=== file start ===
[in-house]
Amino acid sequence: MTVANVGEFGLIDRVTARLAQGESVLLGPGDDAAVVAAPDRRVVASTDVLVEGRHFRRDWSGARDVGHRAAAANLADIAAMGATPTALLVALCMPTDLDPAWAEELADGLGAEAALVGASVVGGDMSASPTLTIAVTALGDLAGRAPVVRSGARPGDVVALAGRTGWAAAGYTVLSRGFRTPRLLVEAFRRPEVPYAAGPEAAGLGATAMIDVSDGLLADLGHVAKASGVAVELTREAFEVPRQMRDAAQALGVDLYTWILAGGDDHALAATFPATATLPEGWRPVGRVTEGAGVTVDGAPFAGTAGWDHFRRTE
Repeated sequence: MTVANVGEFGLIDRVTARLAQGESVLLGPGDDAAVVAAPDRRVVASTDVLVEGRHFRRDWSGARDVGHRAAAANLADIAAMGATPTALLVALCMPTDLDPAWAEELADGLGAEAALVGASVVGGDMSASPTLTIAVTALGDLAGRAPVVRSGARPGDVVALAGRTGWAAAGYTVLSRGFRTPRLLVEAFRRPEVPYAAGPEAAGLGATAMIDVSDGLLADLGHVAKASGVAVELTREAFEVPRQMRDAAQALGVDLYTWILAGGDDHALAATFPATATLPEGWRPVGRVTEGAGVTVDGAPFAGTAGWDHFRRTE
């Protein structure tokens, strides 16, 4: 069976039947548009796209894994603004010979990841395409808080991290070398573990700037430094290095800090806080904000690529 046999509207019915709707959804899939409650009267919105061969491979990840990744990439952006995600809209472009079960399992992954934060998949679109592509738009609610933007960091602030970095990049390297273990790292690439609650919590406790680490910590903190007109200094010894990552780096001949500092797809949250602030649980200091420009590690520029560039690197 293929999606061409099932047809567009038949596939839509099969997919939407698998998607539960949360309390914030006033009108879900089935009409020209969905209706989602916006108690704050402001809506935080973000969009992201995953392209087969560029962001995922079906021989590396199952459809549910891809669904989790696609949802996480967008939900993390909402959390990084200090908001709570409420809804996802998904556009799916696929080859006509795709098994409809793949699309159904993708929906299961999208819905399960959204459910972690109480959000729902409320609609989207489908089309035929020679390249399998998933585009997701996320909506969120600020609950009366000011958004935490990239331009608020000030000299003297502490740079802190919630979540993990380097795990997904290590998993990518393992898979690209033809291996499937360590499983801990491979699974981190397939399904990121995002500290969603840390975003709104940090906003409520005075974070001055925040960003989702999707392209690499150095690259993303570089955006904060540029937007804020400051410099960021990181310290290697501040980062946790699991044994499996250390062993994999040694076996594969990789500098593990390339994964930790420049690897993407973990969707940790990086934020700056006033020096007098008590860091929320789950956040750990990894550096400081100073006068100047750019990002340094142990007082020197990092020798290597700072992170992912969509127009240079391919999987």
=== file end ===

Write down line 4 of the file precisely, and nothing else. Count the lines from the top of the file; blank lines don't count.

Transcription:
């Protein structure tokens, strides 16, 4: 069976039947548009796209894994603004010979990841395409808080991290070398573990700037430094290095800090806080904000690529 046999509207019915709707959804899939409650009267919105061969491979990840990744990439952006995600809209472009079960399992992954934060998949679109592509738009609610933007960091602030970095990049390297273990790292690439609650919590406790680490910590903190007109200094010894990552780096001949500092797809949250602030649980200091420009590690520029560039690197 293929999606061409099932047809567009038949596939839509099969997919939407698998998607539960949360309390914030006033009108879900089935009409020209969905209706989602916006108690704050402001809506935080973000969009992201995953392209087969560029962001995922079906021989590396199952459809549910891809669904989790696609949802996480967008939900993390909402959390990084200090908001709570409420809804996802998904556009799916696929080859006509795709098994409809793949699309159904993708929906299961999208819905399960959204459910972690109480959000729902409320609609989207489908089309035929020679390249399998998933585009997701996320909506969120600020609950009366000011958004935490990239331009608020000030000299003297502490740079802190919630979540993990380097795990997904290590998993990518393992898979690209033809291996499937360590499983801990491979699974981190397939399904990121995002500290969603840390975003709104940090906003409520005075974070001055925040960003989702999707392209690499150095690259993303570089955006904060540029937007804020400051410099960021990181310290290697501040980062946790699991044994499996250390062993994999040694076996594969990789500098593990390339994964930790420049690897993407973990969707940790990086934020700056006033020096007098008590860091929320789950956040750990990894550096400081100073006068100047750019990002340094142990007082020197990092020798290597700072992170992912969509127009240079391919999987």